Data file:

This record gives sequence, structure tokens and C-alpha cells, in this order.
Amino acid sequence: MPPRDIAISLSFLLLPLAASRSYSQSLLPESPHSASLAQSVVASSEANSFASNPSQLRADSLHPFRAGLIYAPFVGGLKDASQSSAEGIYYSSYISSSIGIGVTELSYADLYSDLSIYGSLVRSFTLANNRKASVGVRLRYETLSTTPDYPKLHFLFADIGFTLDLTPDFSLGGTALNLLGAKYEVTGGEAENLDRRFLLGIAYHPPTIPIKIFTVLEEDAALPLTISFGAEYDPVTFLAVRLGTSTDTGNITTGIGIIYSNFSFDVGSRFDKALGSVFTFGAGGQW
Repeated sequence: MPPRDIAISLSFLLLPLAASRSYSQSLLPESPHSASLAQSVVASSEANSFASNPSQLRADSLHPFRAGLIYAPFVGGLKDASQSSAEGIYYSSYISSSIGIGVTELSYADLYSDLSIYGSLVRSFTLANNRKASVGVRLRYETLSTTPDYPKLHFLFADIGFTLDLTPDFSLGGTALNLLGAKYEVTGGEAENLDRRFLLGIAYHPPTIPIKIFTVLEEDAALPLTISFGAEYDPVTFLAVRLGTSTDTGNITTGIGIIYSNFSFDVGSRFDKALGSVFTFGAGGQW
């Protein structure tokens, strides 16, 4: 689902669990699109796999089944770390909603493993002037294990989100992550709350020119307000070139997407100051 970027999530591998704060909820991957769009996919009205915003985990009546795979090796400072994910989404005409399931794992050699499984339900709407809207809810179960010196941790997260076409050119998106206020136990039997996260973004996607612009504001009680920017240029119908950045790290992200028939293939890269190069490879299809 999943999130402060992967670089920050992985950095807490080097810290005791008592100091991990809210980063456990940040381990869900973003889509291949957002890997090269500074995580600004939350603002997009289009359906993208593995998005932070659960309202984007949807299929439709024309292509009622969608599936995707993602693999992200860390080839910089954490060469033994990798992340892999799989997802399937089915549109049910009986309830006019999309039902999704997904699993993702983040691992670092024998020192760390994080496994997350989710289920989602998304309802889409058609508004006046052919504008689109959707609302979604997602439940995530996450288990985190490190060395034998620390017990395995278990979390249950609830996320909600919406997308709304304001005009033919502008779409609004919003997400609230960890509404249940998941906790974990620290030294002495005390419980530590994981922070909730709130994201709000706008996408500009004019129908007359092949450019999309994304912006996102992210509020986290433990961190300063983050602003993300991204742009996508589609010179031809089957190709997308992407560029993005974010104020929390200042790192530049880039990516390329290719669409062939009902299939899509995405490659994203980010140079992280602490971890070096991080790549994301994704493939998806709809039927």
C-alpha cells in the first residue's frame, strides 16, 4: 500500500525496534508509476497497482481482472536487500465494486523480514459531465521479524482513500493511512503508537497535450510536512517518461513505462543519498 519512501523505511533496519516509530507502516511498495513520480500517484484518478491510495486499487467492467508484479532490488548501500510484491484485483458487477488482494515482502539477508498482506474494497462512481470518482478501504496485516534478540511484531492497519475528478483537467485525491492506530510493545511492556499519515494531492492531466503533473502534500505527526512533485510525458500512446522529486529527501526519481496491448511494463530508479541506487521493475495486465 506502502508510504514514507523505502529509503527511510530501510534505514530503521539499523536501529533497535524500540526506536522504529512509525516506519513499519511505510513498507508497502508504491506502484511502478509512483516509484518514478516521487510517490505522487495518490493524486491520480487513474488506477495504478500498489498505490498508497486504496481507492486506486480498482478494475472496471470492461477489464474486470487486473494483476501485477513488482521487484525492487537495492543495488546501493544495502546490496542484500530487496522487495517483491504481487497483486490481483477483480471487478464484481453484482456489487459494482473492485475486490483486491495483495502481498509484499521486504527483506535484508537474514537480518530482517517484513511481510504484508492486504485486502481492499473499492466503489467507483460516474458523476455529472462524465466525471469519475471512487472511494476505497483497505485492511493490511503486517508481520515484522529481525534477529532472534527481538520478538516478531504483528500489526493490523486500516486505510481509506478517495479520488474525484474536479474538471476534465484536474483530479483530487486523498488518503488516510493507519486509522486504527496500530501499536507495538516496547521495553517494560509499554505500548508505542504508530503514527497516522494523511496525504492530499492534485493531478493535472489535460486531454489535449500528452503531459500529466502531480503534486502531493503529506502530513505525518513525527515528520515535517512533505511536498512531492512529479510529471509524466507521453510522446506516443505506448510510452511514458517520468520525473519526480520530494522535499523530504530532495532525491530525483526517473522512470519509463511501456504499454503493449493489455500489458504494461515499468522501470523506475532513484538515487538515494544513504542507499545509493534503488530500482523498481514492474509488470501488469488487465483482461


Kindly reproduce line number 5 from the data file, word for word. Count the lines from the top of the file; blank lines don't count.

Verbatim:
C-alpha cells in the first residue's frame, strides 16, 4: 500500500525496534508509476497497482481482472536487500465494486523480514459531465521479524482513500493511512503508537497535450510536512517518461513505462543519498 519512501523505511533496519516509530507502516511498495513520480500517484484518478491510495486499487467492467508484479532490488548501500510484491484485483458487477488482494515482502539477508498482506474494497462512481470518482478501504496485516534478540511484531492497519475528478483537467485525491492506530510493545511492556499519515494531492492531466503533473502534500505527526512533485510525458500512446522529486529527501526519481496491448511494463530508479541506487521493475495486465 506502502508510504514514507523505502529509503527511510530501510534505514530503521539499523536501529533497535524500540526506536522504529512509525516506519513499519511505510513498507508497502508504491506502484511502478509512483516509484518514478516521487510517490505522487495518490493524486491520480487513474488506477495504478500498489498505490498508497486504496481507492486506486480498482478494475472496471470492461477489464474486470487486473494483476501485477513488482521487484525492487537495492543495488546501493544495502546490496542484500530487496522487495517483491504481487497483486490481483477483480471487478464484481453484482456489487459494482473492485475486490483486491495483495502481498509484499521486504527483506535484508537474514537480518530482517517484513511481510504484508492486504485486502481492499473499492466503489467507483460516474458523476455529472462524465466525471469519475471512487472511494476505497483497505485492511493490511503486517508481520515484522529481525534477529532472534527481538520478538516478531504483528500489526493490523486500516486505510481509506478517495479520488474525484474536479474538471476534465484536474483530479483530487486523498488518503488516510493507519486509522486504527496500530501499536507495538516496547521495553517494560509499554505500548508505542504508530503514527497516522494523511496525504492530499492534485493531478493535472489535460486531454489535449500528452503531459500529466502531480503534486502531493503529506502530513505525518513525527515528520515535517512533505511536498512531492512529479510529471509524466507521453510522446506516443505506448510510452511514458517520468520525473519526480520530494522535499523530504530532495532525491530525483526517473522512470519509463511501456504499454503493449493489455500489458504494461515499468522501470523506475532513484538515487538515494544513504542507499545509493534503488530500482523498481514492474509488470501488469488487465483482461